In this blog, you will study how to alter MySQL user password using several statements such as UPDATE, SET PASSWORD, and ALTER USER statements.
Before altering the password of a MySQL user account, you should study the following vital questions:
Which user account do you want to modify the password?
What application is using the user account whose password is being changed? If you alter the password without altering the connection string of the application that is using the user account, the application will not be able to connect to the database server.
After taking these questions answered. You can start altering the user account’s password.
MySQL provides several statements that you can use to change the password of a user with the UPDATE, SET PASSWORD, and GRANT USAGE statements.
Alter MySQL user password by means of UPDATE statement
The first way to modification the password is to use the UPDATE statement to update the user table of the mysql database.
After performing the UPDATE statement, you also need to perform the FLUSH PRIVILEGES statement to reload privileges from the grant table in the mysql database.
Presume you want to change the password for the dbadmin user that connects from the localhost to catfish, you need to execute the subsequent statements:
Note that from MySQL 5.7.6, the user table uses the authentication_string column only to store the password. In addition, it detached the password column.
Therefore, if you use MySQL 5.7.6+, you must use the authentication_string column in the UPDATE statement in its place:
Notice that the PASSWORD() function calculates the hash value from a plain text.
Alter MySQL user password by means of the SET PASSWORD statement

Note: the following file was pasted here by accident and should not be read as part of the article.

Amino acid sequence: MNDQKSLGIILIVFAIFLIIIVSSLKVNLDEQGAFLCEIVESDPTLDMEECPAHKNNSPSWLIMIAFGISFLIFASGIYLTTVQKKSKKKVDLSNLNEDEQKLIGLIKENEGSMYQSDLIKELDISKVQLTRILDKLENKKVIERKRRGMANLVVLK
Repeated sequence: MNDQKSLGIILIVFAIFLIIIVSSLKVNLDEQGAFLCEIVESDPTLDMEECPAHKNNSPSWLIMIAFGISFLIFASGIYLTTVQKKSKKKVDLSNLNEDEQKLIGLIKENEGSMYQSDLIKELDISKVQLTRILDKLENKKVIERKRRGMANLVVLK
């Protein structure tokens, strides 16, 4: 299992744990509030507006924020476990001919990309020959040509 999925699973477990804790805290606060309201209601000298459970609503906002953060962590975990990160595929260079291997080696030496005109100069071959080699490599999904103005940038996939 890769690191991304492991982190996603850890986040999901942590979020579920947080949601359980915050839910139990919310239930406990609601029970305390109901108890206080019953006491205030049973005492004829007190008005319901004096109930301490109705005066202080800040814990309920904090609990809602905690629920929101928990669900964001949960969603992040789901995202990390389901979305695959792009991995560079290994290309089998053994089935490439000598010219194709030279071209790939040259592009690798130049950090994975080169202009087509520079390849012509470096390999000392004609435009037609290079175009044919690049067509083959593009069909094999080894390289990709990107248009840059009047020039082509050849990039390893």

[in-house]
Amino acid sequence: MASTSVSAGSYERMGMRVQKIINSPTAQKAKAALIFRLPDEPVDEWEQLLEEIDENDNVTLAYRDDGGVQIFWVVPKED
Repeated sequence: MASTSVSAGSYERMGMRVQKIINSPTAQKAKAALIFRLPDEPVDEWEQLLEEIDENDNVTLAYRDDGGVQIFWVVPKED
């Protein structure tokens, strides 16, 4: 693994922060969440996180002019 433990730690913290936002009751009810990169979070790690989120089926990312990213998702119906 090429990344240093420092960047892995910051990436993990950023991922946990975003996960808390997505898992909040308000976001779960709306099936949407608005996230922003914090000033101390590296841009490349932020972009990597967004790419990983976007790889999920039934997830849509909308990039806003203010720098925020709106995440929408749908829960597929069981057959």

The second way to modification the password is by using the SET PASSWORD statement.
You practice the user account in user@host plan to update the password. If you need to change the password for other accounts, your account desires to have at least UPDATE privilege.
By using the SET PASSWORD statement, you don’t need to execute the FLUSH PRIVILEGES statement to reload privileges from grant tables.
The subsequent statement changes the password of dbadmin user account using the SET PASSWORD statement.
Notice that from version 5.7.6, MySQL depreciated this syntax and may eliminate it in the future releases. Instead, it uses the plaintext password as follows:
Change MySQL user password using ALTER USER statement
The third method to alteration the password for a user account is to use the ALTER USER statement with the IDENTIFIED BY clause.
The following ALTER USER statement changes the password of the dbadmin user to littlecat:
In situation you want to reset the password of the MySQL root account, you essential to force the MySQL database server to stop and restart without using grant table authentication.
In this blog, we have presented you to some handy statements that allow you to alteration the password for a user account in MySQL database.